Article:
|Sex steroidÂ–producing adrenocortical adenomas and carcinomas occur frequently in neutered ferrets, but the molecular events underlying tumor development are not well understood.
Prepubertal gonadectomy elicits similar tumors in certain inbred or genetically engineered strains of mice, and these mouse models shed light on tumorigenesis in ferrets.
In mice and ferrets, the neoplastic adrenocortical cells, which functionally resemble gonadal steroidogenic cells, arise from progenitors in the subcapsular or juxtamedullary region.
Tumorigenesis in mice is influenced by the inherent susceptibility of adrenal tissue to gonadectomy-induced hormonal changes.
The chronic elevation in circulating luteinizing hormone that follows ovariectomy or orchiectomy is a prerequisite for neoplastic transformation. Gonadectomy alters the plasma or local concentrations of steroid hormones and other factors that affect adrenocortical tumor development, including inhibins, activins, and MÃ¼llerian inhibiting substance.
GATA-4 immunoreactivity is a hallmark of neoplastic transformation, and this transcription factor might serve to integrate intracellular signals evoked by different hormones.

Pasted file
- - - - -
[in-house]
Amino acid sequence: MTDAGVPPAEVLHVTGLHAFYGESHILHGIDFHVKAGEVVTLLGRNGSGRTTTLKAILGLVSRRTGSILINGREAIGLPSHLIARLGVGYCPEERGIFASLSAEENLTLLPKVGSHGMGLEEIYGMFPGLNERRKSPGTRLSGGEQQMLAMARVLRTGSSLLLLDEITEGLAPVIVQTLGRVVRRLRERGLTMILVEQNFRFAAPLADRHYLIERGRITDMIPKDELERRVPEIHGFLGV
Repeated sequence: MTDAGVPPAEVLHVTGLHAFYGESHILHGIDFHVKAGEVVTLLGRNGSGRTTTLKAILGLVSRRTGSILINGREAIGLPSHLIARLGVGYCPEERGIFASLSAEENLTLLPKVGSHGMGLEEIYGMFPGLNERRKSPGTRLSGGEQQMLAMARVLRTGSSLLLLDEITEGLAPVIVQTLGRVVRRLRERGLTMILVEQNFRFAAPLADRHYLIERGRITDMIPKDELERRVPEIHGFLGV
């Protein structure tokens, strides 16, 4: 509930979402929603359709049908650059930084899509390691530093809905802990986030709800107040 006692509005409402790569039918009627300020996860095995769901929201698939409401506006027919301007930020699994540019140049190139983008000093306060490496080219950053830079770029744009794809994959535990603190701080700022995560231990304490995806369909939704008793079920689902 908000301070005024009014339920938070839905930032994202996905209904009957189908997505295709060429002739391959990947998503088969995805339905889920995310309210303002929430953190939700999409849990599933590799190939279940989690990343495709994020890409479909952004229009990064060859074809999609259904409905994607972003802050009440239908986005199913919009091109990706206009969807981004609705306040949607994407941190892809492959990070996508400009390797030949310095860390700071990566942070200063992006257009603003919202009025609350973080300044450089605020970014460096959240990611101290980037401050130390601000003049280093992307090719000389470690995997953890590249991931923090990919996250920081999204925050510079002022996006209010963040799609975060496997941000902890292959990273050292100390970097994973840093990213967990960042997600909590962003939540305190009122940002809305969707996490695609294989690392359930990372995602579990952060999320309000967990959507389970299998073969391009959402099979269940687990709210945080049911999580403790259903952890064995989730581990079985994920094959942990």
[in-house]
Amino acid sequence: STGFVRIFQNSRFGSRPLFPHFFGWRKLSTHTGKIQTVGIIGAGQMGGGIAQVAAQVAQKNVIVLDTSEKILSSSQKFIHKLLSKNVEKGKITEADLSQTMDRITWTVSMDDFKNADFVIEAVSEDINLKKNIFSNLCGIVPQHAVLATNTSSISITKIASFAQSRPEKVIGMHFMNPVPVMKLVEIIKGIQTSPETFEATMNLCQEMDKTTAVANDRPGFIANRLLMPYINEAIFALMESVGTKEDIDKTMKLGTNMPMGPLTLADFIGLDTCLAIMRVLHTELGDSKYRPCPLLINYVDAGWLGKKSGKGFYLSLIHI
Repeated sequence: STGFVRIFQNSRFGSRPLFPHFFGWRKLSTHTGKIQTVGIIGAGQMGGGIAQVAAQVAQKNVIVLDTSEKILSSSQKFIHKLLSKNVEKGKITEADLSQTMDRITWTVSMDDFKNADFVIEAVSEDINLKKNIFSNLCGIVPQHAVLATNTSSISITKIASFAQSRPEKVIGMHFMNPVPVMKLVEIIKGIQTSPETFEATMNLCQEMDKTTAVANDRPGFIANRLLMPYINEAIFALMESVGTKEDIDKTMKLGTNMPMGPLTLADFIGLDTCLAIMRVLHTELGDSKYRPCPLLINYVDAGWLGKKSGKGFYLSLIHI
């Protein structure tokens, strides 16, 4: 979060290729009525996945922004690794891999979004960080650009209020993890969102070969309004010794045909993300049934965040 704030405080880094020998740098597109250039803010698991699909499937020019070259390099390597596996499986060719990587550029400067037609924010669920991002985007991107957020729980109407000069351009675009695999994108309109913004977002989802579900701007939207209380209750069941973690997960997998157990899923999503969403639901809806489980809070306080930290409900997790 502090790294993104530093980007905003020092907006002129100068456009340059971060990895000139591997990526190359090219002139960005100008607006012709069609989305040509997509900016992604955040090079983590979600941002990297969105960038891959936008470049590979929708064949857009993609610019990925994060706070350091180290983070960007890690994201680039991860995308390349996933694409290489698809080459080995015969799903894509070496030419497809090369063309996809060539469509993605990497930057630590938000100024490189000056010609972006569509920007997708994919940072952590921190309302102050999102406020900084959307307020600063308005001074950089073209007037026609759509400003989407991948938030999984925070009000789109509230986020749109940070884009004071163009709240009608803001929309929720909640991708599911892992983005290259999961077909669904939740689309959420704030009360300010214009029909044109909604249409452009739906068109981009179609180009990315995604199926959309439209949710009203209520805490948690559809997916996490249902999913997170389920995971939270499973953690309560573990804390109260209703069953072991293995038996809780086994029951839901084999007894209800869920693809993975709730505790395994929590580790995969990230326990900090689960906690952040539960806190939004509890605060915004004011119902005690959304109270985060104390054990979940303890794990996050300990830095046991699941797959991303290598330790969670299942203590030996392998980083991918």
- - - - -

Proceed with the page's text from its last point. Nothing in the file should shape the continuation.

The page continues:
Synergistic interactions among GATA-4, steroidogenic factor-1, and other transcription factors enhance expression of inhibin- and genes critical for ectopic sex steroid production, such as cytochrome P450 17-hydroxylase/17,20 lyase and aromatase.
Cases of human adrenocortical neoplasia have been linked to precocious expression of hormone receptors and to mutations that alter the activity of G-proteins or downstream effectors.
Whether such genetic changes contribute to tissue susceptibility to neoplasia in neutered ferrets and mice awaits further study.
Source: M. Bielinska, S. Kiiveri, H. Parviainen, S. Mannisto, M. Heikinheimo and D. B. Wilson (2006):
Gonadectomy-induced Adrenocortical Neoplasia in the Domestic Ferret (Mustela putorius furo) and Laboratory Mouse. In: Vet Pathol 43:97-117 (2006)
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